Television personality Laurie Gellman and BuzzFeed columnist Scaachi Koul were the other two.  Together with Jennifer Craig they not only represented the humour capacities and inclinations of a particular gender, but also three different generations and three different styles (conventional storytelling, episodic narrative, and essays).  I had a blog title ready to go: “Bugger, Baby, Bullshit,” drawing on recurrent words from each of their books and ones that seemed to capture the different themes.

Ms. Gellman’s book, Class Mom, chronicles the experience of a volunteer tagged with notifying  fellow parents of events deemed important by school administration.  The class mom role draws few kudos and no formal remuneration, so Laurie’s edgy heroine draws reward from trying to laugh.  Blunt, acerbic email messages to parents usually preface the chapters, frame what is to come, and remind readers to not take some jobs too seriously.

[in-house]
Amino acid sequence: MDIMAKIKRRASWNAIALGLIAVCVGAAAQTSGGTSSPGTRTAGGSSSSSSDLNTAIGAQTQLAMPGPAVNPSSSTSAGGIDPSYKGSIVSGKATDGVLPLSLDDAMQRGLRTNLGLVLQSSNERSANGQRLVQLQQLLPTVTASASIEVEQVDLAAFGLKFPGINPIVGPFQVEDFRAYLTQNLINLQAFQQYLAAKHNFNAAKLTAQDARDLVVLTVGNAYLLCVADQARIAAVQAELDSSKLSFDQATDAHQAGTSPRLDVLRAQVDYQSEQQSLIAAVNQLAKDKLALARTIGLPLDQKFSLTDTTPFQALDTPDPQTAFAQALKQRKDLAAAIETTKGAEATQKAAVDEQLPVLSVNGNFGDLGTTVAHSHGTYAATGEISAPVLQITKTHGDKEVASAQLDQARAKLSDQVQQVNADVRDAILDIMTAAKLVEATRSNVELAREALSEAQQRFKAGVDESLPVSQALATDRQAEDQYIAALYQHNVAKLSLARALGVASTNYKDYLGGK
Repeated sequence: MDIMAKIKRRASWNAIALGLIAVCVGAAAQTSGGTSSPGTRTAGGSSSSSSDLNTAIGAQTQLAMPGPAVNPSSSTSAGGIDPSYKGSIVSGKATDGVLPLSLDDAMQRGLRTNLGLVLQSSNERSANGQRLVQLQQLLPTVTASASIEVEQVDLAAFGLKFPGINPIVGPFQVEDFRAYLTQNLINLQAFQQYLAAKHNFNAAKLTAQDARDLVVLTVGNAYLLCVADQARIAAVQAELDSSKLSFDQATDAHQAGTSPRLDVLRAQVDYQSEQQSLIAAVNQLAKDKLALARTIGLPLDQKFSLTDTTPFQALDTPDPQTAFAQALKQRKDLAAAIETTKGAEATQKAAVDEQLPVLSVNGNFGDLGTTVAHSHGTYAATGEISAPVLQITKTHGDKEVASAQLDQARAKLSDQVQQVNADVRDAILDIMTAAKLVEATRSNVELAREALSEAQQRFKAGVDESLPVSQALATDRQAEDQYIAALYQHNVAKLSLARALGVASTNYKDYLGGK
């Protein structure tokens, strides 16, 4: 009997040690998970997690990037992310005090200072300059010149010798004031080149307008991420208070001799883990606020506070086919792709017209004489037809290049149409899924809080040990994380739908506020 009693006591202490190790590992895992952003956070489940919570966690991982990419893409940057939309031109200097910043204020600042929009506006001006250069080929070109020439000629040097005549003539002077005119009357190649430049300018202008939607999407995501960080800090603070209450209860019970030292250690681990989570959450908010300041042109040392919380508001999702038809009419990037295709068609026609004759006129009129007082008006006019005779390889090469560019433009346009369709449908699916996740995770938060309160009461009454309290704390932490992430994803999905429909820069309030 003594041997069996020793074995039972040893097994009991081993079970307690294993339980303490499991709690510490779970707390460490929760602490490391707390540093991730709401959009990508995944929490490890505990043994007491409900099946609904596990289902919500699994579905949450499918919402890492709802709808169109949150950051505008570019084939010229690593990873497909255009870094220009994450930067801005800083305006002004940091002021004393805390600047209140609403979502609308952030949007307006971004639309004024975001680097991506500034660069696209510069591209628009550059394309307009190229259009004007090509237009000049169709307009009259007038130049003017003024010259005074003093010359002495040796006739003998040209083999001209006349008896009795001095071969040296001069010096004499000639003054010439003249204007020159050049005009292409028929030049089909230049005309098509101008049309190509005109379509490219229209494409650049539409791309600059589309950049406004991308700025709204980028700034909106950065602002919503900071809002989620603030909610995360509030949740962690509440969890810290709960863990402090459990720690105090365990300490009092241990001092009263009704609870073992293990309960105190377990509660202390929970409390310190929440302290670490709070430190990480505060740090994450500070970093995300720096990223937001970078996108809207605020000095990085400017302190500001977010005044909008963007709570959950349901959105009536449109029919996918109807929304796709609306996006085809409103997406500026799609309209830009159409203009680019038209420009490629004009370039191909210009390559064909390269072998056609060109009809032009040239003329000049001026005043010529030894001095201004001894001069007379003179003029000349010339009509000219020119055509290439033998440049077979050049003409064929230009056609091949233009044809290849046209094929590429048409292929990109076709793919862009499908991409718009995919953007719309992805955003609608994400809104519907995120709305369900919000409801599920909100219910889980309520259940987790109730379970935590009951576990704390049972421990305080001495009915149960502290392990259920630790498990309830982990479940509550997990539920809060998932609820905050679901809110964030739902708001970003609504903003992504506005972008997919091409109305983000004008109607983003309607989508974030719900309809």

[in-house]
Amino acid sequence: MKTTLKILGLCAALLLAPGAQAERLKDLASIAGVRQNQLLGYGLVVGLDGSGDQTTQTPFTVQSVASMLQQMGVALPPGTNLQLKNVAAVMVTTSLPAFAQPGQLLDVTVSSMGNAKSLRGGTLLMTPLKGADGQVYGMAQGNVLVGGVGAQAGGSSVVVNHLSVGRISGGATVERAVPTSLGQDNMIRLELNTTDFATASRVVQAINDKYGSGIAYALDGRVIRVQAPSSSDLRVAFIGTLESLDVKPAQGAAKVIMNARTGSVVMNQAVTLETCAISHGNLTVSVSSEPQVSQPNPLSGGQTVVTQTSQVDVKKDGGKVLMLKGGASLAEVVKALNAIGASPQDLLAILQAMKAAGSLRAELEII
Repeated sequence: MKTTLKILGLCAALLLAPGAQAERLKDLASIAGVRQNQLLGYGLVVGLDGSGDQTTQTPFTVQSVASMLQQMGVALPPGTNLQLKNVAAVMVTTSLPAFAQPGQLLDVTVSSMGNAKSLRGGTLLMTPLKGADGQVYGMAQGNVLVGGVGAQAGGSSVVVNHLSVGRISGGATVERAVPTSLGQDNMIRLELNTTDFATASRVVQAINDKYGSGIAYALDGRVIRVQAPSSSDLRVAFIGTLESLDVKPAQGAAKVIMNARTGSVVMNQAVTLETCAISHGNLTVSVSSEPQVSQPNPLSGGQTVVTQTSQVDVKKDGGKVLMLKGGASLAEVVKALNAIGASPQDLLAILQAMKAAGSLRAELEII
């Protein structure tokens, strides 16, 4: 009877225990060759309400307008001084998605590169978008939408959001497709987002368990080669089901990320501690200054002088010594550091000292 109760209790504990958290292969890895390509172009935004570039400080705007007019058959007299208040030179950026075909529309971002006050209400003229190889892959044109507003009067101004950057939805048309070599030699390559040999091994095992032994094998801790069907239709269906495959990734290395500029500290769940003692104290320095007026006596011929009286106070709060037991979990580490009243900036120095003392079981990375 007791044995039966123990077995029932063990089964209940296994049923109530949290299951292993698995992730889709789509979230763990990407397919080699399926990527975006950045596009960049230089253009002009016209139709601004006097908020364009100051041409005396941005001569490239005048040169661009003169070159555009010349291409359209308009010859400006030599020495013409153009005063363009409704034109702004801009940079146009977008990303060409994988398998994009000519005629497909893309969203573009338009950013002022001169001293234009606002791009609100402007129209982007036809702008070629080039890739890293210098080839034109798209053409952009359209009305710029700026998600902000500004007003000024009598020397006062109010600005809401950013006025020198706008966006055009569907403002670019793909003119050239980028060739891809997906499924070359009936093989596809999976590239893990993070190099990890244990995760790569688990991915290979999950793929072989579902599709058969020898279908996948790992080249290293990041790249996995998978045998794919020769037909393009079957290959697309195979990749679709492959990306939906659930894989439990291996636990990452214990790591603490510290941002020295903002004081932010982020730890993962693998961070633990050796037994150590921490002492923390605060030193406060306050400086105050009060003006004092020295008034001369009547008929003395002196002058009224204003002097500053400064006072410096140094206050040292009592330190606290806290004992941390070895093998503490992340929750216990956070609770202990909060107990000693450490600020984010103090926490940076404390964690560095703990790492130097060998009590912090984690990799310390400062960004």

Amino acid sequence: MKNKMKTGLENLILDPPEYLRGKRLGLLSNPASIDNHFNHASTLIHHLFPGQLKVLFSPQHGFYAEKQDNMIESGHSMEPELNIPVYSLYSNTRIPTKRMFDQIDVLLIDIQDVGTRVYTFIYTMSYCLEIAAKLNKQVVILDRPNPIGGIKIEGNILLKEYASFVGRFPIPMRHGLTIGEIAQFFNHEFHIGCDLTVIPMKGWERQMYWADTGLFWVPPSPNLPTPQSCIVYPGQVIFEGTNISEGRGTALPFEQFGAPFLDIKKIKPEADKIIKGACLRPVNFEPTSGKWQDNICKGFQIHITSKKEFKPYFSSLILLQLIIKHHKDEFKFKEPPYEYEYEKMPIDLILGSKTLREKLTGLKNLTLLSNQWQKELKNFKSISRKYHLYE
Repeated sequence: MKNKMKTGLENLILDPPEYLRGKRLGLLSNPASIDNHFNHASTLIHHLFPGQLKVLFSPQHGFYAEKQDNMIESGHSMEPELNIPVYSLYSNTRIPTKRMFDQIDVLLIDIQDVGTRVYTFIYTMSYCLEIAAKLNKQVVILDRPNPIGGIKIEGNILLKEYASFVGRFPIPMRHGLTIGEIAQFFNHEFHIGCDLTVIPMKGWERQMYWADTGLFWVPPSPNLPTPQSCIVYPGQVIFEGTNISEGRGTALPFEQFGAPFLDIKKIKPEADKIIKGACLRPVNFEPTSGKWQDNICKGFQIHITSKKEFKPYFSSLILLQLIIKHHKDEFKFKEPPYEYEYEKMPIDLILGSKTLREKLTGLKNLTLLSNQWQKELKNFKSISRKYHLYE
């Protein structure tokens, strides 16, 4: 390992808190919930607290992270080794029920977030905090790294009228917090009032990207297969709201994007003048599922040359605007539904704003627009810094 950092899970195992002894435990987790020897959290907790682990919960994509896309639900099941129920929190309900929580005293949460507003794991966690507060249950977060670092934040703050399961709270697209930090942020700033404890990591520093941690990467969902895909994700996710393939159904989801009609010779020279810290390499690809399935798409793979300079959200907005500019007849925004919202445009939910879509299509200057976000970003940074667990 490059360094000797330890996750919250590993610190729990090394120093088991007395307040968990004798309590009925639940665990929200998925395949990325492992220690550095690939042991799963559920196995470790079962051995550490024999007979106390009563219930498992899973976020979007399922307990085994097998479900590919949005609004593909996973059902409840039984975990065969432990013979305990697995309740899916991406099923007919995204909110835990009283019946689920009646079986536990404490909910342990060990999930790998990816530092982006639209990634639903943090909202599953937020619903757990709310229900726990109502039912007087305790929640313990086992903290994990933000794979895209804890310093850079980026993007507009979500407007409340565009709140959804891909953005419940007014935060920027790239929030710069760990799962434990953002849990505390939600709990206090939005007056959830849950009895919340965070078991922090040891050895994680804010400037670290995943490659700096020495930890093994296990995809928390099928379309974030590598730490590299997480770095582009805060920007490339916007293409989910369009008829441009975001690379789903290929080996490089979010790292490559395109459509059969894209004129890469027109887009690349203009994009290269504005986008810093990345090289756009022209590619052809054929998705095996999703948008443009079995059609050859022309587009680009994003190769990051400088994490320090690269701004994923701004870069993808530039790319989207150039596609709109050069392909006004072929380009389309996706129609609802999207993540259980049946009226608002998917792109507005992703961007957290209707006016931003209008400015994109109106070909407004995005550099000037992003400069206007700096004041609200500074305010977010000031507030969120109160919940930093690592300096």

Scaachi Koul’s book also introduces its chapters with words that are crude, brisk, and blunt.  But, more often than not, the essay that follows explores racism, sexism, alcoholism, and other topical issues in a semi-serious way intertwined with candid emotion and personal experience.  



(Later, I learned that all the 2018 winners of the Leacock Medal Student Essay competition were also  women: Naama Weingarten (third place), Sydney Force (second place), and Atara Jurievsky (first)).
Thinking about these women reminded me of the long-held view of the Leacock Medal as a male-dominated arena.  In spite of a recent surge (six of the nine shortlisted authors and two of the three winners in the last three years), women still form a small minority of medalists over the Leacock Medal’s history.